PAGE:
The last year has thrown a lot of things into turmoil, including the travel plans of many. Government restrictions, COVID-19 outbreaks, and a general wariness have stopped many people from traveling, but with vaccine distribution and more travel bubbles on the horizon, travelers are wondering how to plan travel in 2021.
While no one has a crystal ball, many airlines, hotels, and countries have made changes that could see travel being a possibility next year. If you’re itching to explore somewhere new, we’ll show you how to find the best deals, flexible booking policies, and more to help make the most of your 2021 travels.
Travel advice and guidelines are changing rapidly. Be sure to consult official government advice before your journey. Find the latest U.S. travel restrictions on U.S. Department of State website and advice from the WHO and CDC.
Things to know about booking future travel in 2021
Knowing how to plan travel in 2019 and knowing how to plan travel in 2021 are two very different things. While it was once relatively rare to have a flight canceled or rescheduled, these changes are more common as airlines adapt to government restrictions, border closures, and passenger demand.
Opt for flexible fares
While non-refundable flights and set dates used to be a way to save money on bookings, this won’t be an ideal strategy for 2021 as travel plans can change without notice. Despite this, there are plenty of deals to be had. The catch? Flexibility is key. When you book your flight or accommodation, opt for bookings with generous change and cancellation policies. This way, if your trip needs to be rescheduled, you won’t lose the money you’ve spent on your booking. Check out our guide on how to plan travel during COVID-19 for more tips and advice.
Keep an eye on government restrictions
Time and time again we’ve seen just how quickly a national or local government can close its border. Before you book, consult local government advice as well as the official government advice to discover where you can travel. You’ll need a green light from both destinations. As time inches towards your departure date, stay alert for any restrictions so that you don’t show up at the airport to board a canceled flight.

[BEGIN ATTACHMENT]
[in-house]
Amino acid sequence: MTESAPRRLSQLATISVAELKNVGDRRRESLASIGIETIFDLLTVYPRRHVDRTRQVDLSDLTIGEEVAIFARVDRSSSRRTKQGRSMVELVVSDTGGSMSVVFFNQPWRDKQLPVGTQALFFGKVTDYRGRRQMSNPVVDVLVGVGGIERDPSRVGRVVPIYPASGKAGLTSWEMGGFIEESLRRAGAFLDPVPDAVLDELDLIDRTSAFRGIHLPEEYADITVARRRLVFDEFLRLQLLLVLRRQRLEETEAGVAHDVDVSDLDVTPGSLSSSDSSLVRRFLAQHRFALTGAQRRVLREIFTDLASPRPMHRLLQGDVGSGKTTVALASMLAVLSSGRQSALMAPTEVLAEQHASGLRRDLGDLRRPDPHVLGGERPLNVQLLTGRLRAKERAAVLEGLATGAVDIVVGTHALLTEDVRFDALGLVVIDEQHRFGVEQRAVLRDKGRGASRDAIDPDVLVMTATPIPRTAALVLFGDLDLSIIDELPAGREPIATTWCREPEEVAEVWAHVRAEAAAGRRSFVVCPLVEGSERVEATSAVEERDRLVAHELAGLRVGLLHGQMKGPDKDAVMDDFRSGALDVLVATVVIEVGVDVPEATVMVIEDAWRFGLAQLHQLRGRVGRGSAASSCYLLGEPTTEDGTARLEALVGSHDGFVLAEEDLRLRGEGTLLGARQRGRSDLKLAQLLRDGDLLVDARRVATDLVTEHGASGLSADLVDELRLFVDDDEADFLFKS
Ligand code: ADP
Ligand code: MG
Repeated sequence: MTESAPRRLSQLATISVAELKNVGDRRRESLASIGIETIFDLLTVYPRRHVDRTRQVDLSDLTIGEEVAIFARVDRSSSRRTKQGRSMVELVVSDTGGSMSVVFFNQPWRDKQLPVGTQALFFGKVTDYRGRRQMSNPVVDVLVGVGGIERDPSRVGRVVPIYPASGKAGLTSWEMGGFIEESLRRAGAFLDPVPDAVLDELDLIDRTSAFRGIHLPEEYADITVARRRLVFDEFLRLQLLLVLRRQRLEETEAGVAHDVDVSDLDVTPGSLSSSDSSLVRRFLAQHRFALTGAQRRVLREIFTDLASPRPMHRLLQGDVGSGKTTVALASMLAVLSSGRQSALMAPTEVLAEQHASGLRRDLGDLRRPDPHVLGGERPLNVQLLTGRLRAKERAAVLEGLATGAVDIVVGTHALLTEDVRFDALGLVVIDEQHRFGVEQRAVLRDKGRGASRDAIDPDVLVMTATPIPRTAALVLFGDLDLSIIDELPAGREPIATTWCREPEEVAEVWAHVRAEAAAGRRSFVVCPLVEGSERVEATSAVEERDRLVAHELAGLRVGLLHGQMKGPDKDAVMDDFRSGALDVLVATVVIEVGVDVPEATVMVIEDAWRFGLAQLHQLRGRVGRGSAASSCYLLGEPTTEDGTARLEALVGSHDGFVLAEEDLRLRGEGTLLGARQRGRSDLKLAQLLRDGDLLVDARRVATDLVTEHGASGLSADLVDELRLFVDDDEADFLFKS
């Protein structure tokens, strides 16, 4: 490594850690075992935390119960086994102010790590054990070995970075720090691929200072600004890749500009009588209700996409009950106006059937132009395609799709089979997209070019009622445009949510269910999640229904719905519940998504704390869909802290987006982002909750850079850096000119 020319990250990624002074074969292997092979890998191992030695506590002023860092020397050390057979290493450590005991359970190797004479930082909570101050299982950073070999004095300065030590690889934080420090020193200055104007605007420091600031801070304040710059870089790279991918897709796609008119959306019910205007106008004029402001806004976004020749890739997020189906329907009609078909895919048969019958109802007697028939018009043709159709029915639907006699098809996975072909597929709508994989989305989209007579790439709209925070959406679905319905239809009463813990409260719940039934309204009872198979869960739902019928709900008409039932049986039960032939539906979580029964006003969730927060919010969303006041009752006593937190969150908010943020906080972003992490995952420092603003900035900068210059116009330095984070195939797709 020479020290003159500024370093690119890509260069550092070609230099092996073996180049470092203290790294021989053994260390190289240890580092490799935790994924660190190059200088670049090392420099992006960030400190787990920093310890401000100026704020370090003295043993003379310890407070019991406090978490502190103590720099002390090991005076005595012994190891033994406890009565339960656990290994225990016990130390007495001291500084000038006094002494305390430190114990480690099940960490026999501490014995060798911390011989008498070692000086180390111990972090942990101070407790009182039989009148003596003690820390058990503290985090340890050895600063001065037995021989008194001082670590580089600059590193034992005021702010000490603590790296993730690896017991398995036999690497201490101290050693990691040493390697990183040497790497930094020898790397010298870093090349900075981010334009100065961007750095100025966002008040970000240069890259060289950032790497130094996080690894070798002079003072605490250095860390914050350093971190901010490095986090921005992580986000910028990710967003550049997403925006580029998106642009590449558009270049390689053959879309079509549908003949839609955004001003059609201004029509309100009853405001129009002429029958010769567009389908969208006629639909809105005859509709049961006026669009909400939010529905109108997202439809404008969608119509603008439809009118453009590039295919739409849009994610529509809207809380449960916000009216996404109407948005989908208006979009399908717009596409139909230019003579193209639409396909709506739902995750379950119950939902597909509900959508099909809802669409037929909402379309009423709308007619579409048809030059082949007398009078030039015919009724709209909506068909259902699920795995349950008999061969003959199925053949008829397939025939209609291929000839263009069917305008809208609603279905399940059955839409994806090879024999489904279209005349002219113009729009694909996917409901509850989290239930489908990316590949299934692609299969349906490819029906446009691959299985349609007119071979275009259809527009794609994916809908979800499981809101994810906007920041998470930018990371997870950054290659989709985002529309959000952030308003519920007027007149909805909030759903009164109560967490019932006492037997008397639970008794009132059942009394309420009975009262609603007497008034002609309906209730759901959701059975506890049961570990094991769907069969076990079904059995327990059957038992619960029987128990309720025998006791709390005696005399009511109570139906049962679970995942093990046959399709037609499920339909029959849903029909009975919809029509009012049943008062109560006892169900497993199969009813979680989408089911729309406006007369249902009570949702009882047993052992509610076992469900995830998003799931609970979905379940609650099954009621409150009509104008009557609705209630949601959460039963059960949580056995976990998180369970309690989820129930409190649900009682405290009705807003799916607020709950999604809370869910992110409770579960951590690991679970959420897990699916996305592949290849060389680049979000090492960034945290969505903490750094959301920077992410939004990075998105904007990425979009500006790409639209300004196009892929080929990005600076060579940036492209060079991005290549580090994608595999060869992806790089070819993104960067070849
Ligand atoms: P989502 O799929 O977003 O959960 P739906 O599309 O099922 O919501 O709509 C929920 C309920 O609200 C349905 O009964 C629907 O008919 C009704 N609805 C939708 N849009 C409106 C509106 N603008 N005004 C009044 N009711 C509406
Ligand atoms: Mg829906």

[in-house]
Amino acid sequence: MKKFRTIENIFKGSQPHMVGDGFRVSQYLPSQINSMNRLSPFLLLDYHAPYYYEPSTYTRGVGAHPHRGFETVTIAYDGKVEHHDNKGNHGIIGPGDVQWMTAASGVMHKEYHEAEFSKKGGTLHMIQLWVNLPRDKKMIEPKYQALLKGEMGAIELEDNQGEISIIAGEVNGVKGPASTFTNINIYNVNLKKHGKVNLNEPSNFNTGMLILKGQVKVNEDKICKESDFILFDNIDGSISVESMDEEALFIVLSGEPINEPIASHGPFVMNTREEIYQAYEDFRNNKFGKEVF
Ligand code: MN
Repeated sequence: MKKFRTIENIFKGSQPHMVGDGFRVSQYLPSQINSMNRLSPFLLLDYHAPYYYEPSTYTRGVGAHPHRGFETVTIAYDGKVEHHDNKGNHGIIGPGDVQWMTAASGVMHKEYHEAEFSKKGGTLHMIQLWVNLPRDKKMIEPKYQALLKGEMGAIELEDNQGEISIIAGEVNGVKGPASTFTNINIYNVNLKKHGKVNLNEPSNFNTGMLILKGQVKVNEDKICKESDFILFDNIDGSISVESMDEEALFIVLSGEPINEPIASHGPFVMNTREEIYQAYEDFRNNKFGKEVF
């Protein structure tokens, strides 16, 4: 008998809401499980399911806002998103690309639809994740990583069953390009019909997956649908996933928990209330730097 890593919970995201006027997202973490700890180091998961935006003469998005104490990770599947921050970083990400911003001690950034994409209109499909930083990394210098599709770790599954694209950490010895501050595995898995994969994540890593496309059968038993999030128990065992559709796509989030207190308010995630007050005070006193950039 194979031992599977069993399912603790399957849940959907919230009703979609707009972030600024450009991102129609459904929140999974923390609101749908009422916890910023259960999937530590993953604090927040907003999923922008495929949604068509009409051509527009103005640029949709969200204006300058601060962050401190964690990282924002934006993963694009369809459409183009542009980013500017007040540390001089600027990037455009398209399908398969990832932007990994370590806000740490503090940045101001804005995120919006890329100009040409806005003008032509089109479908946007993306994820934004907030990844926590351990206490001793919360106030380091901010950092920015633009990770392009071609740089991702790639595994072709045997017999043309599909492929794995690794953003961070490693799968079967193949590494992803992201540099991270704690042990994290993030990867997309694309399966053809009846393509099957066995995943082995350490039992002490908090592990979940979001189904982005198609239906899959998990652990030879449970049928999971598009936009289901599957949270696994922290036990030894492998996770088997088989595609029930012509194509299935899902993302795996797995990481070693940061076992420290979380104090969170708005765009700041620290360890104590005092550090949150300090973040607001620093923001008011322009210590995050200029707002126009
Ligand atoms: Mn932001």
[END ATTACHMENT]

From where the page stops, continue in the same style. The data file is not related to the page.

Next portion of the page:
Plan with stopovers in mind
Every destination has its own set of rules when it comes to handling stopover passengers. Some destinations allow travelers to move freely through their airport without any special visa or quarantine restrictions. Others, however, might require a quarantine upon arrival or ban travelers from passing through altogether. When booking your flight, check the restrictions of any destinations you’ll be passing through on the way to your final stop. This is especially important if you’re planning a multi-country holiday that zigzags across the globe.
COVID-19 vaccine facilitating travel
In recent news, Pfizer and Moderna have started distributing their vaccines to the public — healthcare providers and the most vulnerable populations are the first to receive doses.
There’s still a way to go before the full population is vaccinated against COVID-19. With that, there’s hope and the potential for a return to safe travel. Until then, it’s important we all stick to the combination of face masks, social distancing, and regularly washing hands.
Buy comprehensive travel insurance